Arne Jacobsen, whose work has often been compared to Mies van der Rohe's or Charles Eames’, cannot be ignored when it comes to modern design and modern architecture. Jacobsen, who was born in Copenhagen in 1902, already drew passionately from nature as a child and initially trained as a stonemason before studying architecture at the Royal Danish Academy of Art, graduating in 1927. His previous sculptural training and his special connection to nature were later to be clearly reflected in his sculptural furniture designs. Jacobsen created his first furniture designs for one of his first architectural projects, the so-called "House of the Future", which he designed in collaboration with the architect Flemming Lassen. He was to take this approach to extremes in one of his most famous buildings, the SAS Royal Hotel in Copenhagen, which was completed in 1960: Jacobsen was not only responsible for the architecture, but designed everything within the hotel, from the furniture to all fixtures and accessories himself. Some of his most legendary designs such as the Egg Chair or the AJ Lamps can be traced back to the interior design of the SAS Royal Hotel.

The Ant with further Arne Jacobsen chairs

Historical Context

With its reduced, clear shape and the innovative manufacturing process of laminated wood, the Ant chair is typical of the functionalism that emerged at the Bauhaus in Germany at the beginning of the 20th century and which after the end of the Second World War became the epitome of modern design. Even at the Bauhaus, designers like Ludwig Mies van der Rohe, who was to have a great influence on Arne Jacobsen, relied on the new industrial production possibilities and new materials. The beauty of an object should, true to the motto "form follows function", result solely from its functionality. While Arne Jacobsen's architecture remained stuck to the functionalist canon of forms of the post-war period, he developed a very independent, unmistakable style in his furniture designs, which is characterized by curved organic forms, which Jacobsen often adopted and abstracted directly from nature.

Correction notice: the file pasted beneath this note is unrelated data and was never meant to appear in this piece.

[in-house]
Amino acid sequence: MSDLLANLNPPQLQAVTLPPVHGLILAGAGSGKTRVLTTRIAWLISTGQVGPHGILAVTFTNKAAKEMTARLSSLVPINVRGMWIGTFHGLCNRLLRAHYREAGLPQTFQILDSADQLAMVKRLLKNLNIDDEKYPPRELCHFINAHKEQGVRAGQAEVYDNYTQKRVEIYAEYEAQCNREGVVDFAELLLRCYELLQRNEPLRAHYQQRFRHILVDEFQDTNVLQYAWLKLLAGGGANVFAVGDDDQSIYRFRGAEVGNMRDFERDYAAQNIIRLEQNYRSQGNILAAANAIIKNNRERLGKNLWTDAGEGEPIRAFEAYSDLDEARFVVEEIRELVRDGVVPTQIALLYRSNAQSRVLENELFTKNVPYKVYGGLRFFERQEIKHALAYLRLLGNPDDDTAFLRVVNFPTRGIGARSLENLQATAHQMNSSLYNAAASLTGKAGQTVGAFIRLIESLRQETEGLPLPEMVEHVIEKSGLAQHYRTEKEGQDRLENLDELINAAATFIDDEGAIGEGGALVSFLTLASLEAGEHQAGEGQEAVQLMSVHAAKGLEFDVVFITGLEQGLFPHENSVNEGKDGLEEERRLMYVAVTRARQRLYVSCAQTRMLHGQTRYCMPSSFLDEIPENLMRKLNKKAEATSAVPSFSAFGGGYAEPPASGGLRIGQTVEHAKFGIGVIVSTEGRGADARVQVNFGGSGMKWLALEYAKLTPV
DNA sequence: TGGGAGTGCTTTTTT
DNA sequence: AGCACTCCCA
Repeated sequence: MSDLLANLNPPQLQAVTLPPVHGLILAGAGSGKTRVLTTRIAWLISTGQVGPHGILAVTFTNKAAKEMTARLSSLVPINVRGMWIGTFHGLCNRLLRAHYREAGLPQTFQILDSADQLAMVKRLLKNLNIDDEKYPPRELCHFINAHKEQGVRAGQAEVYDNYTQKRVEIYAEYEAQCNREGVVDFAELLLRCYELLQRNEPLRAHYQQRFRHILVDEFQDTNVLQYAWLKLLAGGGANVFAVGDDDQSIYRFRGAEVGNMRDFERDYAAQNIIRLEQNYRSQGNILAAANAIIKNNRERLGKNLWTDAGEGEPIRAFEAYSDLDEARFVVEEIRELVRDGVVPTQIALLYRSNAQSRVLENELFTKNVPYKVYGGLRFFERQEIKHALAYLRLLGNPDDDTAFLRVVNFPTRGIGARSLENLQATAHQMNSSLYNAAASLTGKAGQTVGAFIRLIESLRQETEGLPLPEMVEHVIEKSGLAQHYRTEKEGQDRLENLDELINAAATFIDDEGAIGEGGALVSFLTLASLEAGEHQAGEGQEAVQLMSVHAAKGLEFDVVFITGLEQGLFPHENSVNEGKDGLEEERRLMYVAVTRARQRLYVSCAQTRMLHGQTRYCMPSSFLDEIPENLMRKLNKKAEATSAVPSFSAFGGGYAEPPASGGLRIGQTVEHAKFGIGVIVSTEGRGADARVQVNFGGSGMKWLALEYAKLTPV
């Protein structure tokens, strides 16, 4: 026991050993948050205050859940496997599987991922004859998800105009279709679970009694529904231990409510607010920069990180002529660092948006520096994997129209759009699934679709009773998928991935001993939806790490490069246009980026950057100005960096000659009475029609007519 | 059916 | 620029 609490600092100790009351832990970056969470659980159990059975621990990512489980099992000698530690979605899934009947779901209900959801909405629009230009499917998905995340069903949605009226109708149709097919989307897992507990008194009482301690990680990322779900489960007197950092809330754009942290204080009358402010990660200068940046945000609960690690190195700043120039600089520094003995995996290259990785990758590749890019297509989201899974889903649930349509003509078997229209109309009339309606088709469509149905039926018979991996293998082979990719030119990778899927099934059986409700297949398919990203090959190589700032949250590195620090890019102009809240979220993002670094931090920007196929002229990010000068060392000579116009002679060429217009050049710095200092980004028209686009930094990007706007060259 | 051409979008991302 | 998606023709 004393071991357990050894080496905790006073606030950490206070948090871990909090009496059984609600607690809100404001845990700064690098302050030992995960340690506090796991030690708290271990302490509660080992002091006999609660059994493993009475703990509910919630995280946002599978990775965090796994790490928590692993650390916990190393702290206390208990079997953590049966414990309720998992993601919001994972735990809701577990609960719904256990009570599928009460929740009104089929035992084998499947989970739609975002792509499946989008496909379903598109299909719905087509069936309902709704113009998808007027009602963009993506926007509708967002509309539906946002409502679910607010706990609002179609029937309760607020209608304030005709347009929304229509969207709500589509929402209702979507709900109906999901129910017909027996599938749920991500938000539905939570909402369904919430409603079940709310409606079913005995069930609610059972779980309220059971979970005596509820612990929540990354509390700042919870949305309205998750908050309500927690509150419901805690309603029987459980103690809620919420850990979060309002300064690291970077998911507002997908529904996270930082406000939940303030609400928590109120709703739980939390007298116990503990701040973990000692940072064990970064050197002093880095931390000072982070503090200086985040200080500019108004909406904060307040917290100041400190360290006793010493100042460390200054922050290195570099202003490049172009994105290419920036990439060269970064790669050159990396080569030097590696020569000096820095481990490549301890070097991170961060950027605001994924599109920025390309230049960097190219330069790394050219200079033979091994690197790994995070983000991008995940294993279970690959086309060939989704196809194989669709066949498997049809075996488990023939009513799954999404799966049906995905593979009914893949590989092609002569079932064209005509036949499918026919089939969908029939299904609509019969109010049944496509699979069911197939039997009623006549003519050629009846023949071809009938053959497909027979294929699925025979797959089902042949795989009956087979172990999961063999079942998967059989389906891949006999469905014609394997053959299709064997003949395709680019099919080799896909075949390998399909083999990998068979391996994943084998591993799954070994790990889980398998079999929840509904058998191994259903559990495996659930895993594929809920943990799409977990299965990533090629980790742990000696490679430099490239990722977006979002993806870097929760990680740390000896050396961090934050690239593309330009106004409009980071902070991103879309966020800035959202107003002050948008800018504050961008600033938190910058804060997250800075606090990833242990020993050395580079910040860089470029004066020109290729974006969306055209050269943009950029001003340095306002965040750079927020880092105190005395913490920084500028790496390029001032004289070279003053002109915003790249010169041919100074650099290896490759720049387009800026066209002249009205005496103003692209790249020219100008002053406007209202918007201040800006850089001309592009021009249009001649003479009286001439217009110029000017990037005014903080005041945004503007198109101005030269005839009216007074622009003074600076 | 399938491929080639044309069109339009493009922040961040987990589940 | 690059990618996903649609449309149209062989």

The history of the furniture manufacturer Fritz Hansen begins in 1885 when the company was founded by the Danish carpenter, Fritz Hansen. With a flourishing workshop in Copenhagen, Fritz Hansen was able to quickly establish himself in the following years and soon took on prestigious and extensive furnishing contracts under the direction of Fritz Hansen's son Christian Hansen. Christian Hansen also began to experiment with steam bending plywood at the beginning of the 20th century, thus laying the foundation for furniture designs such as Arne Jacobsen's ant. The collaboration with Arne Jacobsen began in the 1930s and saw with works such as the Ant or the Series 7 chair, some of Fritz Hansen's greatest commercial successes and had a significant impact on the company. Today Fritz Hansen, with a balanced portfolio of classic and contemporary designer furniture, is one of the most popular and successful furniture manufacturers in the international market.

More about 'Ant Chair' in our blog

Lost Furniture Design Classics: Office Furniture by Arne Jacobsen for the American Scandinavian Society

...At the same time as he was developing the Ant Chair, Arne Jacobsen created a one-off range of office furniture that arguably represents the first tangible evidence of his move away from the natural materials and traditional handicrafts of his pre-war furniture and onto the mixed media, industrial products that have ultimately come to define his work... From 1950-1952 Verner Panton worked in Jacobsen's studio and one of his jobs was developing early prototypes for the Ant Chair...

Happy 60th Birthday The Ant Chair by Arne Jacobsen!

...Happy 60th Birthday the Ant Chair by Arne Jacobsen!... As with many classics of furniture design the Ant Chair has relatively unspectacular origins; specifically, it was initially conceived as a chair for a new canteen Jacobsen was designing for the Danish pharmaceutical company Novo...

Danespotting: Verner Panton in Copenhagen

...The final result was to be the 3100, Myren or Ant Chair - and although the final design is largely Jacobsen, the experience of working on the Ant Chair helped shape Pantons future work...

Vitra Design Museum: The Essence of Things. Design and the Art of Reduction

...14 or the Ant Chair by Arne Jacobsen for Fritz Hansen onto objects that are less well known - if every bit as interesting - such as Stephan Schulz's concrete bowl or Marcel Wanders' Knotted Chair for Capellini...

(smow)wintertour 2010: Weil am Rhein

...Our next guess was that it was an "Ant Chair" by Arne Jacobsen... But in the Ant Chair the seat and the back are formed from one piece of wood...

All 'Ant Chair' Posts


Seat Pad for Ant Chair